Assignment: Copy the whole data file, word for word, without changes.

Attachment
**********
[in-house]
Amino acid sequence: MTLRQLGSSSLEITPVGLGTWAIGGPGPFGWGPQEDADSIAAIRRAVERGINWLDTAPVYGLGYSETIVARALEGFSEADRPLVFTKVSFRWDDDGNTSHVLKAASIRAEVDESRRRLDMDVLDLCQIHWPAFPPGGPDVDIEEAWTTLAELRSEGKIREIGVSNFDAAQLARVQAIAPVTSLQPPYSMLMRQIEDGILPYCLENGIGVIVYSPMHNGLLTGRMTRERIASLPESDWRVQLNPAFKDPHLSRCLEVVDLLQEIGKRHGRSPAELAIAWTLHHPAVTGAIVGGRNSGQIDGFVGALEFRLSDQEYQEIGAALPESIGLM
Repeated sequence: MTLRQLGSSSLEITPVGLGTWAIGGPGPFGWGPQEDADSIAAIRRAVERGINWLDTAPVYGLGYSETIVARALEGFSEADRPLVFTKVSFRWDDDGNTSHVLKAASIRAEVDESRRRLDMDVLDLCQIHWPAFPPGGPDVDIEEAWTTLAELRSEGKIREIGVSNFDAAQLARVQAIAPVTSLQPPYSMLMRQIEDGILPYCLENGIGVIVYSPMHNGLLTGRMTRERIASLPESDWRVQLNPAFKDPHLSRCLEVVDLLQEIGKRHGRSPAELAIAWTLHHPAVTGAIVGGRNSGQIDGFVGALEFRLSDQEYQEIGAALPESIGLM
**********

[in-house]
Amino acid sequence: MTLRQLGSSSLEITPVGLGTWAIGGPGPFGWGPQEDADSIAAIRRAVERGINWLDTAPVYGLGYSETIVARALEGFSEADRPLVFTKVSFRWDDDGNTSHVLKAASIRAEVDESRRRLDMDVLDLCQIHWPAFPPGGPDVDIEEAWTTLAELRSEGKIREIGVSNFDAAQLARVQAIAPVTSLQPPYSMLMRQIEDGILPYCLENGIGVIVYSPMHNGLLTGRMTRERIASLPESDWRVQLNPAFKDPHLSRCLEVVDLLQEIGKRHGRSPAELAIAWTLHHPAVTGAIVGGRNSGQIDGFVGALEFRLSDQEYQEIGAALPESIGLM
Repeated sequence: MTLRQLGSSSLEITPVGLGTWAIGGPGPFGWGPQEDADSIAAIRRAVERGINWLDTAPVYGLGYSETIVARALEGFSEADRPLVFTKVSFRWDDDGNTSHVLKAASIRAEVDESRRRLDMDVLDLCQIHWPAFPPGGPDVDIEEAWTTLAELRSEGKIREIGVSNFDAAQLARVQAIAPVTSLQPPYSMLMRQIEDGILPYCLENGIGVIVYSPMHNGLLTGRMTRERIASLPESDWRVQLNPAFKDPHLSRCLEVVDLLQEIGKRHGRSPAELAIAWTLHHPAVTGAIVGGRNSGQIDGFVGALEFRLSDQEYQEIGAALPESIGLM